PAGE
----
Blood Brothers: an epiphany
Having moved to the Triad from a larger metropolitan area a few years ago, I sometimes feel homesick for the cultural opportunities a big city can offer. It doesn’t help that I remain on e-mail lists from those days, so I’m often treated to reminders of arts events I can no longer attend. Before the blues set in properly though, I always manage to find something in the Triad that renews my faith in the area’s artistic soul and in the talented people who are committed to breathing life into the scene.
One such cultural epiphany occurred for me at the opening performance of Blood Brothers, at Greensboro’s Open Space Caf’ and Theatre. As a first-time audience member at Open Space, I found the theatre a fitting showcase for the darktinged musical. The venue afforded both the intimacy that allowed you to connect with the characters and the space for vocalists to really roll out the emotion of their songs. If the word “musical” makes you think of fluff, you should check that notion at the door. Blood Brothers is a gripping tale of the struggles and joys in of the life of a woman and her children, laced with superstition, deceit and, ultimately, fratricide. The phenomenal Pauline Cobrda, in a tour de force as Mrs. Johnstone, deftly allows you to view the world through her eyes, evoking tenderness for her plight. Compelled by poverty to separate her twin sons at birth so she can feed the rest of her family, she gives one away to be raised in better circumstances by her childless employer.
The women make a pact that neither twin will ever learn the truth. Wanda Steele does a marvelously scary job of coming unhinged over the course of the show as the deceptive wife and employer. Fearful that the baby will bond with his real mother, she fires Johnstone, leaving her jobless to fend for her oversized brood. We jump ahead seven years, as the rag-tag twin and his silver-spoon counterpart meet one another outside playing, and become fast friends and “blood brothers.”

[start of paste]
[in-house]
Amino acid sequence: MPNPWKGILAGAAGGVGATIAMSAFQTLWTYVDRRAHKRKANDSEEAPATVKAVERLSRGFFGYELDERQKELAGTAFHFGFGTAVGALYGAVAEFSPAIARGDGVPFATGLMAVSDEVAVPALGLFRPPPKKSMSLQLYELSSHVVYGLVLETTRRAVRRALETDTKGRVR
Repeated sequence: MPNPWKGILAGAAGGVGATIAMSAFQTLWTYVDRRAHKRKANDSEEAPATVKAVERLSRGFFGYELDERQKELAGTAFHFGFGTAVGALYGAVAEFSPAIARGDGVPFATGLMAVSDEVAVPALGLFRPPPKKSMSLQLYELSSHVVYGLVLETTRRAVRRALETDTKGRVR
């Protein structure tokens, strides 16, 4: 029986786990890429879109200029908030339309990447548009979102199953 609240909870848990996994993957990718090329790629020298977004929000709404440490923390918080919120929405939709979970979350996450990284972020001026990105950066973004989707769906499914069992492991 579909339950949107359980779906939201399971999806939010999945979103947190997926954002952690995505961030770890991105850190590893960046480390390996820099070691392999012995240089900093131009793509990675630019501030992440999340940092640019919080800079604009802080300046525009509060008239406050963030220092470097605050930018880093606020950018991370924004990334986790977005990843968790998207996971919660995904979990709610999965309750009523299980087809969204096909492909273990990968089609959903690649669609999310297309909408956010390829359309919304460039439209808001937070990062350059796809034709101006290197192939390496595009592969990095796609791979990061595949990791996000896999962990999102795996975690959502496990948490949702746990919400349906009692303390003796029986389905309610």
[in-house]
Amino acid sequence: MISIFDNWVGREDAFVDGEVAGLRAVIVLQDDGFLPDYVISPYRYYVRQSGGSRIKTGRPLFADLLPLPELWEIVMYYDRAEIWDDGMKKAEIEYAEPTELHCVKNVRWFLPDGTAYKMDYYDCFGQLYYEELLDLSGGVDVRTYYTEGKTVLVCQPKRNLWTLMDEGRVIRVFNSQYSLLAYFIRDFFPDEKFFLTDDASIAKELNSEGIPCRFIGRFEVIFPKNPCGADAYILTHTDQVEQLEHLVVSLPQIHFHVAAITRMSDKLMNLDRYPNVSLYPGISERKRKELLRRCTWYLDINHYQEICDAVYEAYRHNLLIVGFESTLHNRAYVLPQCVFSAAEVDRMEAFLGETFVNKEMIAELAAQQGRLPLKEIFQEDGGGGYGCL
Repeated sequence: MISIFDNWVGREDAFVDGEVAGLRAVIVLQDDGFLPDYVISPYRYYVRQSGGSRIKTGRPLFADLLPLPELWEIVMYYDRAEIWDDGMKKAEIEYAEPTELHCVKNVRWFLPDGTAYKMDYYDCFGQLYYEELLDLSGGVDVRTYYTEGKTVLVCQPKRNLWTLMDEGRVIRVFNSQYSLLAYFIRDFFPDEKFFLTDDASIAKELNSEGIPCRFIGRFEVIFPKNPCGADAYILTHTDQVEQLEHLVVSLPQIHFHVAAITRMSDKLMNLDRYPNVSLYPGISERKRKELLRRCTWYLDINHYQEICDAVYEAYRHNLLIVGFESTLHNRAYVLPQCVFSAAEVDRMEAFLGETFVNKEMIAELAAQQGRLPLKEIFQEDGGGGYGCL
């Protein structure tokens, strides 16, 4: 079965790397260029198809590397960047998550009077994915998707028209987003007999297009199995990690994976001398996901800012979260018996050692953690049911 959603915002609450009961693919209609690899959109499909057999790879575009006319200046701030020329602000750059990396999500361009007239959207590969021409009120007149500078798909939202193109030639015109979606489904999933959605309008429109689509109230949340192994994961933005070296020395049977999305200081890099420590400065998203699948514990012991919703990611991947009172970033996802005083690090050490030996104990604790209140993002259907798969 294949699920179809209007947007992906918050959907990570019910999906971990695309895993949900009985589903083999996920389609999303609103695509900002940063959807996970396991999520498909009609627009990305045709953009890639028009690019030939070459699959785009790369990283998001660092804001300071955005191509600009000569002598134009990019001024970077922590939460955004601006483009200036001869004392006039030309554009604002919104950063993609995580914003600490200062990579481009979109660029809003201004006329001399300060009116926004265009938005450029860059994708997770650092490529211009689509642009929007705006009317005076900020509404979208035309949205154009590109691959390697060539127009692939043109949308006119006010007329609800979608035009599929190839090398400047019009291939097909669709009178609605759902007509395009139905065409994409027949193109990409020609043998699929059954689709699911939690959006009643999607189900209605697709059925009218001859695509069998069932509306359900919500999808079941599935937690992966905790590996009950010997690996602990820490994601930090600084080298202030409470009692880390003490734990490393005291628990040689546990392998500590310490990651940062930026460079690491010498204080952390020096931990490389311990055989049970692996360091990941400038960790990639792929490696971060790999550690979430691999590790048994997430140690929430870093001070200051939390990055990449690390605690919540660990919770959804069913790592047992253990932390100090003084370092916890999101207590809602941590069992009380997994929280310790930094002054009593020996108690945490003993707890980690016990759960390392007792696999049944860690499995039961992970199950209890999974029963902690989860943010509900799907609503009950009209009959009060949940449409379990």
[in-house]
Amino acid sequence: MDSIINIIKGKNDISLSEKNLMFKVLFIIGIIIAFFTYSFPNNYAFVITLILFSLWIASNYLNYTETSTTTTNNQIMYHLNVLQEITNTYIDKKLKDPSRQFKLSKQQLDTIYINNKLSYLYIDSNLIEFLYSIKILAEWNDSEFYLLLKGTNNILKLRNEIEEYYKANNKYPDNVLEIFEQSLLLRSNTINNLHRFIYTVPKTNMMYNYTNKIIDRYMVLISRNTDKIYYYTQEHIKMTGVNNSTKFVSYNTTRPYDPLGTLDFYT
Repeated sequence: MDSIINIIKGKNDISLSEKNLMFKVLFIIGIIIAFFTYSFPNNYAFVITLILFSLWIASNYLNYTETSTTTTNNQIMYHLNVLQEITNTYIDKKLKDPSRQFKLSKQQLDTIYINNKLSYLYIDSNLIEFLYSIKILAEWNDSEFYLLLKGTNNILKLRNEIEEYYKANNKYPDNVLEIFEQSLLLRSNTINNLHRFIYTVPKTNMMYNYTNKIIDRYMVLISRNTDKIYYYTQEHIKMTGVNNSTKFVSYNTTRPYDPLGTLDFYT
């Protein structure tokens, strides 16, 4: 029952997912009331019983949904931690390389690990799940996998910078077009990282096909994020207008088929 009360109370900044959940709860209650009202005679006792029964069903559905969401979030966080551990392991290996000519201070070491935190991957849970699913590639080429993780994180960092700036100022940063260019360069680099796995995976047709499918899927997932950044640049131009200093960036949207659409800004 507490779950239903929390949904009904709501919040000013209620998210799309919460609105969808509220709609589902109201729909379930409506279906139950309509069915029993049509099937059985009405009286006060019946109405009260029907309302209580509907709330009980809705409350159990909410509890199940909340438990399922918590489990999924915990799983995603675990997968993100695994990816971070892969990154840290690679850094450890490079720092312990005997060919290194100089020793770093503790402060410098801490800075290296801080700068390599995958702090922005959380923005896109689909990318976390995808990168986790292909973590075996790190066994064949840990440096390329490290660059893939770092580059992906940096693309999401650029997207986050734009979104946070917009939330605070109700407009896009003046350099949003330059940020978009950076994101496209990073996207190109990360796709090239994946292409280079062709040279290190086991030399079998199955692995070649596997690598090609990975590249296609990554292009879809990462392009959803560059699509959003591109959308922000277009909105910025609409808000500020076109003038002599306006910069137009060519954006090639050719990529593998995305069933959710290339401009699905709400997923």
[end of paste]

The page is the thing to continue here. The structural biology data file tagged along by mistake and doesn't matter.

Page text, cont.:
When the adoptive mother figures out what’s going on, she entreats her husband to move them to the countryside, where their son can mix with his “own” kind, separating the boys once again. Years pass and fortune at last smiles on the Johnstones, affording them the opportunity to escape the life they’ve known (and the reputation some of the unruly children have earned) to swap for a fresh start in the country. This allows a chance reunion for teenagers Mickey, the hard-luck twin, and Eddie, the one given every advantage, who are thrilled to be mates once again. Brotherly love does not transcend every obstacle however, and the twins are treated to a coaster ride of the swirling forces of the circumstances of parental deception in their lives as they grow to maturity. Stephen A. Hale as Mickey is incredibly winning as the less-fortunate twin, even when things go very wrong for him. Jim Weaver, playing Eddie, grows up into a remarkably unpretentious soul, considering the treacherous mother who raised him. Both actors do a marvelous job imbuing the audience with empathy for the twins. They both, along with a number of the ensemble, also manage to smoothly morph onstage from sevenyear-olds into adults! The entire cast carries the show’s many numbers along with strong, clear voices, each terrific in their own right. Jean Burr was quite skillful in the role of Linda, a love interest for both boys and the catalyst of their undoing. I also enjoyed Macon Shirley, who lent a handsomely dark sense of foreboding as the narrator. Shirley reminds both the characters and audience throughout the show that when you make deals with the devil, there’s ultimately hell to pay. Kudos to the Open Space Caf’ and Theatre for pulling off this ambitious production. It’s the dedication to the arts evident from the people it takes to bring forth a show like this that deepens my faith in quality of cultural offerings here in the Triad.
To comment on this story e-mail Madelyn Greco at Moxy@foxymoxy.com